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This article in JEQ

  1. Vol. 36 No. 1, p. 239-244
     
    Received: Mar 3, 2006
    Published: Jan, 2007


    * Corresponding author(s): pschwab@purdue.edu
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doi:10.2134/jeq2006.0089

Phytoremediation of Polychlorinated Biphenyl (PCB)-Contaminated Sediment

  1. K. E. Smitha,
  2. A. P. Schwab *b and
  3. M. K. Banksc
  1. a USDA-ARS National Soil Dynamics Lab., Auburn, AL 36830
    b Dep. of Agronomy, Purdue Univ., West Lafayette, IN 47905
    c Dep. of Civil Engineering, Purdue Univ., West Lafayette, IN 47905

Abstract

Contaminated sediments dredged from navigable waterways often are placed in confined disposal facilities to prevent further spread of the pollutants. Reducing contaminants to acceptable levels would allow for disposal of the sediments and further dredging activity. A greenhouse study was conducted to evaluate plant treatments and the addition of an organic amendment to decrease the concentration of PCB congeners found in Arochlor 1260. Sediment treated with the amendment and either low transpiring plants or no plants had the greatest removal of the PCB congeners. High-transpiring plants apparently prevented the highly reducing conditions required for reductive dechlorination of highly chlorinated PCBs. Most likely, the amendment provided labile carbon that initiated the reducing conditions needed for dechlorination. The sediment moisture content and moisture-related plant parameters were significant predictors of the PCB loss. Carex aquatalis and Spartina pectinata are predicted to be the most effective plant treatments for phytoremediation of PCBs.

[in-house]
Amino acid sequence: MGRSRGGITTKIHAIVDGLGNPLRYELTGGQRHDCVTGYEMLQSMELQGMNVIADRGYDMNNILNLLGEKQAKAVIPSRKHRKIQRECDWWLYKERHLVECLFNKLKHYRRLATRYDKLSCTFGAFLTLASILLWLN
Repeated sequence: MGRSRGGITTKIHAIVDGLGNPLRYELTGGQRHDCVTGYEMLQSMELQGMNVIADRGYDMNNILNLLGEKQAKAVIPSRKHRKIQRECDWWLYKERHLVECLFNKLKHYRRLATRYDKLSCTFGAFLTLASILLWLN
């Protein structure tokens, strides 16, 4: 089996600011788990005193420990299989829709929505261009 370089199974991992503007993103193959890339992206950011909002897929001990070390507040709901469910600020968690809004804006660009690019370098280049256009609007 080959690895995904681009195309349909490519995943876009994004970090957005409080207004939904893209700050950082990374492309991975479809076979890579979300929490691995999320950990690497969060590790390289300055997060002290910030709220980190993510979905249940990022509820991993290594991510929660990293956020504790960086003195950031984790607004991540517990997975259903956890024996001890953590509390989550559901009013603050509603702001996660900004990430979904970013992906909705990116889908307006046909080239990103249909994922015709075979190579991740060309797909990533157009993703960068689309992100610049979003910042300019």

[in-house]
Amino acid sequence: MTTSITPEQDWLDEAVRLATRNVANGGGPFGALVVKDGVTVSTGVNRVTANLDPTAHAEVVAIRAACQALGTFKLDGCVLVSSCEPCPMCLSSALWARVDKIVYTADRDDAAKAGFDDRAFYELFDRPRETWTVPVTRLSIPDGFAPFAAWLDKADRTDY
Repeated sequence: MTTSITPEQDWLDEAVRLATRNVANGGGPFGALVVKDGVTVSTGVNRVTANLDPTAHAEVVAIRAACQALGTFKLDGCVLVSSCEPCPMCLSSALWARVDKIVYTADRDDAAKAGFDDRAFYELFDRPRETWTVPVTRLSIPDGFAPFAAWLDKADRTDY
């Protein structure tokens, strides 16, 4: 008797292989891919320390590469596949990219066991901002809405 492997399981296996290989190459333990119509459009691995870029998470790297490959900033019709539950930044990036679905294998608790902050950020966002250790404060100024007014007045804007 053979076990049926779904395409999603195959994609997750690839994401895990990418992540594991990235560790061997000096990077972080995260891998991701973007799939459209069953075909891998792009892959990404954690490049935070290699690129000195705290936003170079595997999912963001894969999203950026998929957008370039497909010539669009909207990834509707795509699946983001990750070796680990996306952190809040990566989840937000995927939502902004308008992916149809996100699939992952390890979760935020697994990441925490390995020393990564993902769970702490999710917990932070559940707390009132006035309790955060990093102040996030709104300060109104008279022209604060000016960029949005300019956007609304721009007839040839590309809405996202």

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Copyright © 2007. American Society of Agronomy, Crop Science Society of America, Soil Science SocietyASA, CSSA, SSSA